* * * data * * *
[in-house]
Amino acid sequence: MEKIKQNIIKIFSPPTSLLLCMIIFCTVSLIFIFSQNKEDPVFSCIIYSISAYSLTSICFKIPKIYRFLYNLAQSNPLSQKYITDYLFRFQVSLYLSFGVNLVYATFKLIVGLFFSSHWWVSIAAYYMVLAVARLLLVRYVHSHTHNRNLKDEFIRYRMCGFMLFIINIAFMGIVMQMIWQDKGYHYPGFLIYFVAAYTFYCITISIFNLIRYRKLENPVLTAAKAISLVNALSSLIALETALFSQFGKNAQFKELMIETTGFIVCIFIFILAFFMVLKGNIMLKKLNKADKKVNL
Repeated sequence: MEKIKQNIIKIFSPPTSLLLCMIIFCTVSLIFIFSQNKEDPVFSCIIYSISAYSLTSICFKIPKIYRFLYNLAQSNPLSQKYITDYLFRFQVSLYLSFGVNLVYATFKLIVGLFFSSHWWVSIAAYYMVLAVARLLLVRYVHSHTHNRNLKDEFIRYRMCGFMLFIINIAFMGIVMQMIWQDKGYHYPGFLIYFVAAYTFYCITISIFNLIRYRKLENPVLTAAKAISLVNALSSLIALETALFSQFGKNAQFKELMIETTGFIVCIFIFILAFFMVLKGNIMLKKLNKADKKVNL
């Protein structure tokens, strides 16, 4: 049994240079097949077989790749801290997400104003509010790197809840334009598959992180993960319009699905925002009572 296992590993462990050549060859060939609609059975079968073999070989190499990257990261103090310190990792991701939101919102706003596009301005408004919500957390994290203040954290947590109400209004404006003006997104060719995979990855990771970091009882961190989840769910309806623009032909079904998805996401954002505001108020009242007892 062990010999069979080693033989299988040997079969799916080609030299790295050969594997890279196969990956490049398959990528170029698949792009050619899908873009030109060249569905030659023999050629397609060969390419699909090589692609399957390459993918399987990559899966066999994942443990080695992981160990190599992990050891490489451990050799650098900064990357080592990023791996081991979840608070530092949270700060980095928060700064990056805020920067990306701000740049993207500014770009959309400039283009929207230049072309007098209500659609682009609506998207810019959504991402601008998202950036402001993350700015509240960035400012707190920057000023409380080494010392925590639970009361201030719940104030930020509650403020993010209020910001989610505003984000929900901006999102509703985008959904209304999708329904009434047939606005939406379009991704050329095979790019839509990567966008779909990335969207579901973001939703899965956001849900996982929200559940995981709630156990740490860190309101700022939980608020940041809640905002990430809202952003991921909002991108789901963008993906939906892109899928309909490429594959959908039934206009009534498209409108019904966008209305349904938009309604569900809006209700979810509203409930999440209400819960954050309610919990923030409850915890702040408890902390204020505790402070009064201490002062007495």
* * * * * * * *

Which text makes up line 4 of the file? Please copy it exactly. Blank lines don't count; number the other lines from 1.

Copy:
């Protein structure tokens, strides 16, 4: 049994240079097949077989790749801290997400104003509010790197809840334009598959992180993960319009699905925002009572 296992590993462990050549060859060939609609059975079968073999070989190499990257990261103090310190990792991701939101919102706003596009301005408004919500957390994290203040954290947590109400209004404006003006997104060719995979990855990771970091009882961190989840769910309806623009032909079904998805996401954002505001108020009242007892 062990010999069979080693033989299988040997079969799916080609030299790295050969594997890279196969990956490049398959990528170029698949792009050619899908873009030109060249569905030659023999050629397609060969390419699909090589692609399957390459993918399987990559899966066999994942443990080695992981160990190599992990050891490489451990050799650098900064990357080592990023791996081991979840608070530092949270700060980095928060700064990056805020920067990306701000740049993207500014770009959309400039283009929207230049072309007098209500659609682009609506998207810019959504991402601008998202950036402001993350700015509240960035400012707190920057000023409380080494010392925590639970009361201030719940104030930020509650403020993010209020910001989610505003984000929900901006999102509703985008959904209304999708329904009434047939606005939406379009991704050329095979790019839509990567966008779909990335969207579901973001939703899965956001849900996982929200559940995981709630156990740490860190309101700022939980608020940041809640905002990430809202952003991921909002991108789901963008993906939906892109899928309909490429594959959908039934206009009534498209409108019904966008209305349904938009309604569900809006209700979810509203409930999440209400819960954050309610919990923030409850915890702040408890902390204020505790402070009064201490002062007495």